Dr. Armstrong, echoing Dr. Gardner, asserts that ALL brains have ALL intelligences. Most brains have two or three intelligences that are more strongly developed than the others, which is why people are good at different things. Dr. Armstrong validates that all intelligences yield different products but that all are equally important. This is a critical concept for kids to understand. The artists who do not play music or the readers who do not excel at math realize they have gifts to share and gaps to fill. Dr. Armstrong emphasizes that all intelligences can be developed — a point he makes with practical suggestions provided throughout the book.
   Armstrong uses kid-friendly language and turns sophisticated psychology into ideas that make perfect sense to kids and their parents. He explores each of the eight intelligences in a chapter that begins with a quick quiz for kids to determine their strength in the intelligence that is featured. For example, Dr. Armstrong details how someone who is "Word Smart" uses this intelligence. Brief sidebars on each page provide real-life examples of famous folks who are smart in this way, as well as interesting "Did you know?" facts to consider. For example, "You can have a stutter when you speak, but still be a great speaker" like Winston Churchill and James Earl Jones or that those who use sign language to speak are using the Word Smart areas of the brain.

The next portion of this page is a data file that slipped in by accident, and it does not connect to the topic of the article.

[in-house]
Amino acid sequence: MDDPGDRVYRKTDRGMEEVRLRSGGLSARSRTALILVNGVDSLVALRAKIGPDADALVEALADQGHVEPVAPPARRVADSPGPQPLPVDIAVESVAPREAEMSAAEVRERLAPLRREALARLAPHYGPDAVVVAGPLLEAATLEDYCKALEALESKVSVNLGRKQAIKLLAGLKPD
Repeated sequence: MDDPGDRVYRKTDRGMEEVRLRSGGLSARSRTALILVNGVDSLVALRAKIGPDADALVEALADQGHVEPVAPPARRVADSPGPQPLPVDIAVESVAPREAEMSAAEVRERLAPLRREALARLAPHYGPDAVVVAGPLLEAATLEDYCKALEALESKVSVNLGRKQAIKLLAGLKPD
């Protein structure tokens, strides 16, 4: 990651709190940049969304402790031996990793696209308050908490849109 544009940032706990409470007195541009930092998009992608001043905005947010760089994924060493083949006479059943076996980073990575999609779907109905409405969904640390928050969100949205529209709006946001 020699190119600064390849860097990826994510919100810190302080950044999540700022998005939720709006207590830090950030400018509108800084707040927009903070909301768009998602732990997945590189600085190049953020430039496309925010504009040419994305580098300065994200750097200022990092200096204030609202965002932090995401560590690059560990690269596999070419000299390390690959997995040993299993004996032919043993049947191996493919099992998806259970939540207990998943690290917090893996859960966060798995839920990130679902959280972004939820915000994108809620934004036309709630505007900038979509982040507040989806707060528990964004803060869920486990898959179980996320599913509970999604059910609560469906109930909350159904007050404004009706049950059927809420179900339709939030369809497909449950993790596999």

Each chapter provides ways to use the intelligence followed by ways to become more intelligent in this area. But perhaps the most powerful tool Dr. Armstrong provides is a way kids can consider building what they consider a weak area particularly by approaching this from a strength.
   For example, if a kid takes the Word Smart quick quiz and confirms, "I’m not a word kind of guy," the author suggests how to use other intelligences that are a strength. Musical intelligence can build language-based skills. Read lyrics of music like poetry to see the patterns. Dr. Armstrong suggests "singing or rapping spelling lists." The Picture Smart kid can become a better reader by visualizing what he or she reads — turn words into images.
   Conversely, a kid can use his or her strength to improve other intelligences. For example, the Word Smart kid should be talking through math word problems and turn science lessons into myths to explain complex relationships.
   "You’re Smarter Than You Think" is another wonderful offering from Free Spirit Publishing that offers self-help books for kids. Everyone in the household will benefit from Dr. Armstrong’s guided self-analysis of how we are smart.

   Joan Ruddiman is a teacher and friend of the Allentown Public Library.